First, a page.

Book Title: Being Hindu in Bangladesh
Author: Deep Halder and Avishek Biswas
One of Asia’s youngest nations, Bangladesh had a blood-soaked birth in 1971. A genocide by the Pakistani military claimed an estimated 30 lakh lives and displaced crores of people; lakhs of women were reportedly raped. It took a liberation war, which the Indian defence forces fought together with the Mukti Bahini, to vanquish the oppressors. Most of the Hindu victims crossed over to India, though many of them returned to their homeland after the war. This book, which is about the Hindu minority community in Bangladesh, has been written by the ‘sons and grandsons of refugees’.
Bangabandhu Sheikh Mujibur Rahman, the founder of Bangladesh, had a vision for the new nation: “This country does not belong to Hindus. This country does not belong to Muslims. Whoever thinks this country is theirs, this country will be theirs. Whoever will feel happiness seeing this country prosper, this country will be theirs. Whoever will cry seeing this country sad, this country will be theirs. This country will also belong to those who have given away everything for this country’s freedom and would do so in the future.”
Mujibur’s grand dream was brutally crushed when he was assassinated along with most of his family members on August 15, 1975, during a military coup. The next decade and a half saw Bangladesh bearing the brunt of military dictatorship. Subsequently, democracy was restored, but the nation’s journey has been tough in recent decades due to the rise of Islamic fundamentalism and the anti-minority (and anti-India) sentiment whipped up by the Bangladesh Nationalist Party (BNP) and the Bangladesh Jamaat-e-Islami. It is a matter of concern that the country’s Hindu population has come down from 13.5 per cent in 1974 to 7.9 per cent in 2022. Also, there are reports that many Hindus have moved to India over the past decade or so.
Amid the challenges, the country has done well in terms of political stability and economic growth. Mujibur’s daughter Sheikh Hasina, who was in West Germany when her family was massacred, recently began a record fifth term as Prime Minister. Her party, the Bangladesh Awami League, has been in power without a break since 2009. It comfortably won the January 7 national elections, which were boycotted by the Khaleda Zia-led BNP and witnessed allegations of human rights violations and electoral malpractices.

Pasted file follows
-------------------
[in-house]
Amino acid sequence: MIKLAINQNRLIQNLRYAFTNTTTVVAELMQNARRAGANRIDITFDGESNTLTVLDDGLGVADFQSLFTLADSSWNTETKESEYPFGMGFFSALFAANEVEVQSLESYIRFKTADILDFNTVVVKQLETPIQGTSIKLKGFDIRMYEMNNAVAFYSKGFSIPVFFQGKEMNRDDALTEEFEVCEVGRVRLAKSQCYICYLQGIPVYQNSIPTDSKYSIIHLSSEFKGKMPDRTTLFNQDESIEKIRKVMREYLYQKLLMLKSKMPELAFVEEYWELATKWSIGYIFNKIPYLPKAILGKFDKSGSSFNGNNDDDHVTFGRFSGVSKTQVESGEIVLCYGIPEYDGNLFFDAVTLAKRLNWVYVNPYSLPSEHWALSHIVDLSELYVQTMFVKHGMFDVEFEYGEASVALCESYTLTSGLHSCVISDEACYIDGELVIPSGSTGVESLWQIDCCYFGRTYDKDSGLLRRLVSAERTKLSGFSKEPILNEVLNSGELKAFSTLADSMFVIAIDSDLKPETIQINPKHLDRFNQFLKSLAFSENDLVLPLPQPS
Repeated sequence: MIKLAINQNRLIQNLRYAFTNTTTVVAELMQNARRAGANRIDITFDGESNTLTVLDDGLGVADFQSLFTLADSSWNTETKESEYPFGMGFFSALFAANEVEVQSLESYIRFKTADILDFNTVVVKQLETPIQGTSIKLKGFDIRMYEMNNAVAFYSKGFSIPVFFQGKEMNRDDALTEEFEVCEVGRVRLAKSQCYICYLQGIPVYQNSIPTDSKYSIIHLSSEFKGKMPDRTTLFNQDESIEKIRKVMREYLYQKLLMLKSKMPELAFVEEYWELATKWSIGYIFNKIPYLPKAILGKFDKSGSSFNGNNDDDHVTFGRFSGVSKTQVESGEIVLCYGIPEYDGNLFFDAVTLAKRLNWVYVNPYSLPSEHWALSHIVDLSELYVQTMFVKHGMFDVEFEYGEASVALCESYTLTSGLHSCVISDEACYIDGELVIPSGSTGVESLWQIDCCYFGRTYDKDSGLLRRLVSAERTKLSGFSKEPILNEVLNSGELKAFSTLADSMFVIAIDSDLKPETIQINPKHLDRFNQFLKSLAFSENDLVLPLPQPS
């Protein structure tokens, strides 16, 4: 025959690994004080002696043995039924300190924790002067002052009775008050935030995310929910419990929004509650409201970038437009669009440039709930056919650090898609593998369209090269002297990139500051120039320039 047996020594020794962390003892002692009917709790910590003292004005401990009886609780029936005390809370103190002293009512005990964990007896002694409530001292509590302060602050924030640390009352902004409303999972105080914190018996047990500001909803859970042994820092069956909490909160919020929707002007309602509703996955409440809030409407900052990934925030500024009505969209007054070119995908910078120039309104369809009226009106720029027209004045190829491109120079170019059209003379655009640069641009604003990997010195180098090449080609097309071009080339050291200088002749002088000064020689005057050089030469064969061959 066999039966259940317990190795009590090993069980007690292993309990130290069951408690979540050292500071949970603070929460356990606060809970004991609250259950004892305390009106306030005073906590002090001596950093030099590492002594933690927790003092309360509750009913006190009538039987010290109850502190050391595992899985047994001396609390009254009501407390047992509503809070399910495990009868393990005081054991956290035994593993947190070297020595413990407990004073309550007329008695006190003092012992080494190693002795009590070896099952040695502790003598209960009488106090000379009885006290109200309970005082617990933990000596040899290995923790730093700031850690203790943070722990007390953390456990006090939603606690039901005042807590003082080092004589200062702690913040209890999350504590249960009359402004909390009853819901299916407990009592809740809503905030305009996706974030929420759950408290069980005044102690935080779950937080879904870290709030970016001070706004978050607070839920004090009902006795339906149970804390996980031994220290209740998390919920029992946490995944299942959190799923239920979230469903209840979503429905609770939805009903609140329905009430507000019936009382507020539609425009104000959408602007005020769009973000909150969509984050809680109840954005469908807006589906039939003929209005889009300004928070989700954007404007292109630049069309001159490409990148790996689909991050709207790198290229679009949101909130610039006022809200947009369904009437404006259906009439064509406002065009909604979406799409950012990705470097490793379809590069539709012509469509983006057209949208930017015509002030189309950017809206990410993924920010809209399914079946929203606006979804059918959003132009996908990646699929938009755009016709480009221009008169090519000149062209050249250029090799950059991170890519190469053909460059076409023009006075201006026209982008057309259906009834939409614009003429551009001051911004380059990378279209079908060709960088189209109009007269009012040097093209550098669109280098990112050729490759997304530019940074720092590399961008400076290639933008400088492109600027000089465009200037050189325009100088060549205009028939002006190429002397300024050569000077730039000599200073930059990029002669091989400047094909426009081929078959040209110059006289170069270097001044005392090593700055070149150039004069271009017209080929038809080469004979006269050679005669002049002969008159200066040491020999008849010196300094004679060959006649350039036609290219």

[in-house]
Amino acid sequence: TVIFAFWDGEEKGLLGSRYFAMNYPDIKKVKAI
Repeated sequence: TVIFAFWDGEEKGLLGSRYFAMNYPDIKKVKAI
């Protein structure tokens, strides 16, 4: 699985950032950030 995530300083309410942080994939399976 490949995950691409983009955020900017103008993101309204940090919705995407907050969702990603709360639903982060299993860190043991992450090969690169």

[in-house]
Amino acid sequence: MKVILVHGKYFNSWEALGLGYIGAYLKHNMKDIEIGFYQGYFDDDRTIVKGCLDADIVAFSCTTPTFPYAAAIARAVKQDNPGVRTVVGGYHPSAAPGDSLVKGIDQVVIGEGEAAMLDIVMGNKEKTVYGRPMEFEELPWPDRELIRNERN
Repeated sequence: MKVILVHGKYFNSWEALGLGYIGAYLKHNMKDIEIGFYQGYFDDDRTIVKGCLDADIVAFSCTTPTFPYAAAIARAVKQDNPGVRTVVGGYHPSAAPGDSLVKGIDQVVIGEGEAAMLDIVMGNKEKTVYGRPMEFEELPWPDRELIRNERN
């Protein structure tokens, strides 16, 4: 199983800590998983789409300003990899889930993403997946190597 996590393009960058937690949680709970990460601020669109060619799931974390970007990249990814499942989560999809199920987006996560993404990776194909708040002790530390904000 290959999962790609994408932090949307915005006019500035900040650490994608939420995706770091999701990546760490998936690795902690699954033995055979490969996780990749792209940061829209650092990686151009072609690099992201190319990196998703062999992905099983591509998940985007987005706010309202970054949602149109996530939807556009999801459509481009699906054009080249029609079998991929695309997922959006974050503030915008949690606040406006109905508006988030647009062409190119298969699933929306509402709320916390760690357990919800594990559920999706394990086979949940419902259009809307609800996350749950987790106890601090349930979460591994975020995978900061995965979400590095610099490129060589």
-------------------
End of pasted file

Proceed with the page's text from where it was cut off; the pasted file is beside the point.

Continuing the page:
Though the Awami League government has been largely non-communal, sporadic attacks on the minority community are still being reported, exemplified by the violence during the Durga Puja celebrations in 2021. The onus is on Hasina to safeguard Bangladesh’s secular and syncretic identity, as envisaged by her father. Strengthening relations with India and dealing deftly with China are imperatives on the diplomatic and economic fronts.
The book charts the turbulent history of a region/nation that became ‘East Bengal’ with the Partition in 1947, was renamed ‘East Pakistan’ in 1955 and snatched its freedom from West Pakistan in 1971 to become Bangladesh. It is commendable that Bangladesh has learnt a few lessons not only from its own past but also from that of Pakistan, which has largely proved to be a failed nation. Though a prolonged one-party rule may not be ideal for a democracy to flourish, Bangladesh is certainly better off in the hands of a ruler who is apparently determined to perpetuate Mujibur’s legacy. Nevertheless, there is no room for complacency. The treatment meted out by Pakistan to its minorities should spur Bangladesh to shun this perilous course. It’s up to this promising nation to do course correction whenever required and realise the dream of its founder.